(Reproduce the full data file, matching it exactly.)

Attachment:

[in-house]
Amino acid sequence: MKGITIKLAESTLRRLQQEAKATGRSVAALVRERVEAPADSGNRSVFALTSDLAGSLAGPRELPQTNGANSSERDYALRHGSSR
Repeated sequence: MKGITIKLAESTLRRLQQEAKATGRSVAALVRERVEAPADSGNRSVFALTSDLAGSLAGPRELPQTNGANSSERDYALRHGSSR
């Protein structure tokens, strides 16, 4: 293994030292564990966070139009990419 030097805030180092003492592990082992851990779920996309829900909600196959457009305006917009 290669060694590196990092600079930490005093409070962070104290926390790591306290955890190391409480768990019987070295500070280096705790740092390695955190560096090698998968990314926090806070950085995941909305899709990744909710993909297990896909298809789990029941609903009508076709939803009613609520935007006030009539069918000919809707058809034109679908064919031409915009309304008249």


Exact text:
[in-house]
Amino acid sequence: MKGITIKLAESTLRRLQQEAKATGRSVAALVRERVEAPADSGNRSVFALTSDLAGSLAGPRELPQTNGANSSERDYALRHGSSR
Repeated sequence: MKGITIKLAESTLRRLQQEAKATGRSVAALVRERVEAPADSGNRSVFALTSDLAGSLAGPRELPQTNGANSSERDYALRHGSSR
């Protein structure tokens, strides 16, 4: 293994030292564990966070139009990419 030097805030180092003492592990082992851990779920996309829900909600196959457009305006917009 290669060694590196990092600079930490005093409070962070104290926390790591306290955890190391409480768990019987070295500070280096705790740092390695955190560096090698998968990314926090806070950085995941909305899709990744909710993909297990896909298809789990029941609903009508076709939803009613609520935007006030009539069918000919809707058809034109679908064919031409915009309304008249």